Most users must change their passwords every month or so. Administrators do not. They have the luxury of leaving their passwords in place indefinitely. Better still, from a hacker’s perspective, many administrator accounts don’t have automatic lockout features turned on; meaning that a hacker can try an infinite number of user-name password combinations until they hit on the one that lets them in.

While understanding your own behavior is important, how do you accomplish this? “It’s hard to do on your own,” cautioned Peter Firstbrook, an analyst with Gartner. “Smart organizations get outside help.”

Firstbrook recommended a few steps for understanding your security profile and, more importantly, your organizational security behaviors. Services like vulnerability assessments and device inventories are essential, while configuration and patch management tools should be used regularly to keep the network up to date.

Hacking the Hackers

For discerning flawed behaviors, he recommended education and the implementation of clear, specific security policies. A security consultant will point out behaviors that put your network at risk—ones an administrator may not even be aware of or will take for granted.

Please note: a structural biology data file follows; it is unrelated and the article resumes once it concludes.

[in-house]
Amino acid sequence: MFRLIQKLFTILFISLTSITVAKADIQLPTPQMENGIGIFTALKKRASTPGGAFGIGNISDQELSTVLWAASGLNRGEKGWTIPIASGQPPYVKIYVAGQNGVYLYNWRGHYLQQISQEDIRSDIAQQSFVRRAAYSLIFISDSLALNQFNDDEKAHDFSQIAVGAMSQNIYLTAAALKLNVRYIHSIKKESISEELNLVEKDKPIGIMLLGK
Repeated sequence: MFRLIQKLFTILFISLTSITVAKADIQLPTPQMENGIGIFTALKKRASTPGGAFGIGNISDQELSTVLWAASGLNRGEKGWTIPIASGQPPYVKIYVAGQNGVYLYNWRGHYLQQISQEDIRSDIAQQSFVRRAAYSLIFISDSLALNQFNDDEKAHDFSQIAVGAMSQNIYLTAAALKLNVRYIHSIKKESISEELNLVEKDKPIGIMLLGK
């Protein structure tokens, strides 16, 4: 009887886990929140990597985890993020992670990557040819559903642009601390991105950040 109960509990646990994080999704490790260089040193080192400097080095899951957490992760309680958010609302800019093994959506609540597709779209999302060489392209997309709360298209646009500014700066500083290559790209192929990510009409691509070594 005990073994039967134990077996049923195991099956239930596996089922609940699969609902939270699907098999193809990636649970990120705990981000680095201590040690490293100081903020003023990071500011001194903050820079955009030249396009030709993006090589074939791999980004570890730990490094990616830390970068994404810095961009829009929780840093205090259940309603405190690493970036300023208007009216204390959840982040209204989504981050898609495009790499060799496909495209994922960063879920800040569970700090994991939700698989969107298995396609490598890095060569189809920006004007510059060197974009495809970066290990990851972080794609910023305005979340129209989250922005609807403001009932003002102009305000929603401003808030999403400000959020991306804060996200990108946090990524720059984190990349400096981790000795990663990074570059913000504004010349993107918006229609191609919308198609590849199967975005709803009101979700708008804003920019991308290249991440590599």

For the more ambitious, Firstbrook said organizations could monitor hacking websites but that approach is generally very time intensive.

“Basically, you should be aware of the common tools that hackers use to attack networks, and you should test your security against them."

Amol Sarwate, director of Qualys’ Vulnerability Research Lab, does just that. He studies new forms of malware to figure out what holes each threat intends to exploit.

“We often use reverse-engineering tools to analyze various forms of malware, such as Trojans and spyware,” he said.

By doing so, Sarwate is taking a page from the hacker’s playbook. Hackers often use tools like IDA Pro to disassemble applications in search of holes, but a security expert can use this same tool to understand the code behind the malware.

Again, this is probably best left to a third-party security pro, but it’s important to realize that legitimate administrator and developer tools like IDA Pro and Microsoft Windows Resource Kit are often used for ill purposes.